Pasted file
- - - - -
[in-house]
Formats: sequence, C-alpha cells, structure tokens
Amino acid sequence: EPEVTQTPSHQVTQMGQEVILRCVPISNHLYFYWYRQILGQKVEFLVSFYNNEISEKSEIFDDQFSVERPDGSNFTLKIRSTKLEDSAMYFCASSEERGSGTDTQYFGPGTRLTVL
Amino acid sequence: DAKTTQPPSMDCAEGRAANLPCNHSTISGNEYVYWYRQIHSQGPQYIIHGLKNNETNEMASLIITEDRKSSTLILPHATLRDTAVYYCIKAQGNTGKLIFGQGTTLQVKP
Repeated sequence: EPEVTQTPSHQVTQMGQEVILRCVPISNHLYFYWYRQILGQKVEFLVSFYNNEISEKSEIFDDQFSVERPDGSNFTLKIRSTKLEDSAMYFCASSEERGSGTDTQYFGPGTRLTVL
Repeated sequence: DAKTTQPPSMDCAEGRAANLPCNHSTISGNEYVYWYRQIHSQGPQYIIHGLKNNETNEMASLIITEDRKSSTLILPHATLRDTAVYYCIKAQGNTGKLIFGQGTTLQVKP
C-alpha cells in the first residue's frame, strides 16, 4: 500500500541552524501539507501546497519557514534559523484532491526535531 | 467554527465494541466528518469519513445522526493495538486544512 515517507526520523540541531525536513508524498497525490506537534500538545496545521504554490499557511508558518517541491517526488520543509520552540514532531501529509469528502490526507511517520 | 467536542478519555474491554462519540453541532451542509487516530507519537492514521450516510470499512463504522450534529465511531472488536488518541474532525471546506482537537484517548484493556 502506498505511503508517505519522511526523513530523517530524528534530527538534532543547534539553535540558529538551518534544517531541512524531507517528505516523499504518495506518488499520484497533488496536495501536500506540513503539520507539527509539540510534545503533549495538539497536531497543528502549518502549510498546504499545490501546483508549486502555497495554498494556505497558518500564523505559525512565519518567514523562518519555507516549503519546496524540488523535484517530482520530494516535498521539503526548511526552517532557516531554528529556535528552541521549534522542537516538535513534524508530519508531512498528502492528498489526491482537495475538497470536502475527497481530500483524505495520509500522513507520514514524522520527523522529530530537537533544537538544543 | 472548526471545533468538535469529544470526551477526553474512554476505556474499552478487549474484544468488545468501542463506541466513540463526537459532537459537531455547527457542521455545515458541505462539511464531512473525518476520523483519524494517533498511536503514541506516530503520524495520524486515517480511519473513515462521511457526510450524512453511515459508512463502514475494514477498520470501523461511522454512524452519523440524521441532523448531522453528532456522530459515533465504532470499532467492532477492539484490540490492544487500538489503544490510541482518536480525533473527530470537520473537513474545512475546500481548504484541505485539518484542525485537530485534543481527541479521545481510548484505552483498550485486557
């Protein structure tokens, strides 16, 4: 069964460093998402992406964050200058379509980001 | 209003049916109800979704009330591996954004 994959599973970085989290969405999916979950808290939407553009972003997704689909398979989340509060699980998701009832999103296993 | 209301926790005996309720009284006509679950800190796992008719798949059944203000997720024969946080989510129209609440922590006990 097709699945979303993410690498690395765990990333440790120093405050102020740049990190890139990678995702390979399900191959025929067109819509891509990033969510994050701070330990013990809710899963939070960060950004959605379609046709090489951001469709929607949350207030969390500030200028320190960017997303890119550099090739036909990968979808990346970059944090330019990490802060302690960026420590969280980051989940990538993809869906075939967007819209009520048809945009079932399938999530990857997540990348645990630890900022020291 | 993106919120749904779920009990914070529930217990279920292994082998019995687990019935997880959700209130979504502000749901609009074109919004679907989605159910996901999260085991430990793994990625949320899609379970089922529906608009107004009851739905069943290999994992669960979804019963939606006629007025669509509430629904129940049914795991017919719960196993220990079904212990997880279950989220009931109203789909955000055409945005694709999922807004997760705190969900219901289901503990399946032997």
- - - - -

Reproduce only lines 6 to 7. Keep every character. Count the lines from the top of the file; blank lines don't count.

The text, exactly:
Repeated sequence: DAKTTQPPSMDCAEGRAANLPCNHSTISGNEYVYWYRQIHSQGPQYIIHGLKNNETNEMASLIITEDRKSSTLILPHATLRDTAVYYCIKAQGNTGKLIFGQGTTLQVKP
C-alpha cells in the first residue's frame, strides 16, 4: 500500500541552524501539507501546497519557514534559523484532491526535531 | 467554527465494541466528518469519513445522526493495538486544512 515517507526520523540541531525536513508524498497525490506537534500538545496545521504554490499557511508558518517541491517526488520543509520552540514532531501529509469528502490526507511517520 | 467536542478519555474491554462519540453541532451542509487516530507519537492514521450516510470499512463504522450534529465511531472488536488518541474532525471546506482537537484517548484493556 502506498505511503508517505519522511526523513530523517530524528534530527538534532543547534539553535540558529538551518534544517531541512524531507517528505516523499504518495506518488499520484497533488496536495501536500506540513503539520507539527509539540510534545503533549495538539497536531497543528502549518502549510498546504499545490501546483508549486502555497495554498494556505497558518500564523505559525512565519518567514523562518519555507516549503519546496524540488523535484517530482520530494516535498521539503526548511526552517532557516531554528529556535528552541521549534522542537516538535513534524508530519508531512498528502492528498489526491482537495475538497470536502475527497481530500483524505495520509500522513507520514514524522520527523522529530530537537533544537538544543 | 472548526471545533468538535469529544470526551477526553474512554476505556474499552478487549474484544468488545468501542463506541466513540463526537459532537459537531455547527457542521455545515458541505462539511464531512473525518476520523483519524494517533498511536503514541506516530503520524495520524486515517480511519473513515462521511457526510450524512453511515459508512463502514475494514477498520470501523461511522454512524452519523440524521441532523448531522453528532456522530459515533465504532470499532467492532477492539484490540490492544487500538489503544490510541482518536480525533473527530470537520473537513474545512475546500481548504484541505485539518484542525485537530485534543481527541479521545481510548484505552483498550485486557